The U.S. Postal Service almost never denies requests to track suspects’ mail on behalf of law-enforcement agencies through a controversial surveillance program known for having compliance problems, according to a federal auditor.

USPS Deputy Inspector General Tammy Whitcomb said in testimony for a House hearing  Wednesday that the Postal Service rejected only about 0.2 percent of the 6,000 outside requests last year for a practice known as mail covers.


The Postal Service sometimes tracks information from the outside of mail items for law-enforcement agencies in a controversial practice known as mail covers. (Stephen Lam/Getty Images)

The investigative technique involves recording information on the outside of individuals’ envelopes and parcels before the items are delivered, and then handing the data to law-enforcement agencies. It does not permit the opening of mail, which requires a search warrant.

The USPS inspector general’s office said in an audit report  this year that the Postal Service failed to follow key guidelines for mail covers, including recording and sending information after the orders had expired and neglecting to conduct annual reviews.

Additionally, about 20 percent of the requests from outside law-enforcement agencies were not approved by authorized personnel and that 13 percent were either unjustified or incorrectly documented, according to the report.

The Postal Service asked the inspector general not to release the findings publicly. The agency said disclosure would reveal “investigative techniques and related information which could compromise ongoing criminal investigations,” according to a management letter.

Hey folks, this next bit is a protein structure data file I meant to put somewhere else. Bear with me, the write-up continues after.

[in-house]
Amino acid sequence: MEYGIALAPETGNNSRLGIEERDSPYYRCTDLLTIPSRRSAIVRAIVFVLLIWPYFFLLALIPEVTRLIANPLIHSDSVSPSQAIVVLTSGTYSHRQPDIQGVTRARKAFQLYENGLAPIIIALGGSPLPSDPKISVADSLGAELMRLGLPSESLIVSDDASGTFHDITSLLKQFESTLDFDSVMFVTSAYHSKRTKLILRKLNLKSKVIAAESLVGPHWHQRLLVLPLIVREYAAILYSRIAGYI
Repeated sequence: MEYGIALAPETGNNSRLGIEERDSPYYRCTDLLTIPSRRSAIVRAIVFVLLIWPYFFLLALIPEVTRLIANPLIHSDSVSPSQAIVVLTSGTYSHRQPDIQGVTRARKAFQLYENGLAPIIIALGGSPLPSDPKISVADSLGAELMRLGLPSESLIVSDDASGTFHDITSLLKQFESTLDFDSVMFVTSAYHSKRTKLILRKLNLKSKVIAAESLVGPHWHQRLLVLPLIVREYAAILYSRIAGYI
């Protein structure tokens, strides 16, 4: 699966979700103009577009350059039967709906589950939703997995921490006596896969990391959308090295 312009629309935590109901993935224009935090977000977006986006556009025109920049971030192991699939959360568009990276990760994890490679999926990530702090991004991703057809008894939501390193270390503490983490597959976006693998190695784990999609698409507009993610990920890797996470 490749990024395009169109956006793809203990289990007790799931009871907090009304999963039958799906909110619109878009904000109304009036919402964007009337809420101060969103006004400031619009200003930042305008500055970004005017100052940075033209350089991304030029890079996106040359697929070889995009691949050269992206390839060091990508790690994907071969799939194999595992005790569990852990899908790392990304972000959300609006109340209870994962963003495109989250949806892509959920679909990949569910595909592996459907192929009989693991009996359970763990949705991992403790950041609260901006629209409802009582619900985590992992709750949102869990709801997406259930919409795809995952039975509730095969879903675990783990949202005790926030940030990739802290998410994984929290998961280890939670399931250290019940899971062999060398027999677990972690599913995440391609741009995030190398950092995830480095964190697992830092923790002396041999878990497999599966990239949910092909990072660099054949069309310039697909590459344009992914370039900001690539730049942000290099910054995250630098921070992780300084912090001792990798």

Politico first reported the findings in June, and the New York Times wrote a piece about them in October. But Whitcomb’s testimony marked the first time that the inspector general’s office publicly revealed that the Postal Service almost never denies mail-cover requests.

“Mail covers are an important law-enforcement tool, but adequate supervision is critical to ensure the protection of the public,” the deputy inspector general said in her testimony.

Law-enforcement agencies use the surveillance technique to track financial fraud, monitor drug trafficking and investigate other criminal activity.

Prince Georges County, Md., police Capt. Charles Hamby said in testimony for the hearing that his organization relied on mail covers to piece together the payment system for a narcotics-smuggling operation, identify a suspect’s alias and convict 14 individuals involved in the case. He described the Postal Service’s help as “critical to the success of the investigation.”

But Timothy Edgar, a former Obama White House privacy expert who now works with Brown University’s Watson Institute for International Studies, described the inspector general’s findings as troubling.

“They shake our confidence in longstanding principles of privacy and civil liberties,” he said in testimony for the hearing. “The Postal Service must be a stickler for proper procedure — it cannot afford to be lax.”

USPS management said in a memo responding to the inspector general’s audit that it agreed with the findings and planned to tighten up its procedures to address the concerns, including restricting the approval of mail-cover requests.

“All standard operating procedures will be reviewed, revised and adopted as practice,” the letter said.

Overall, the USPS authorized about 49,000 mail covers last year. Outside organizations issued about 22 percent of the requests, while the others were from internal agencies such as the Postal Inspection Service and the inspector general’s office, according to numbers Whitcomb provided in her testimony.

The House Oversight and Government Reform subcommittee that oversees the Postal Service held the hearing on Wednesday.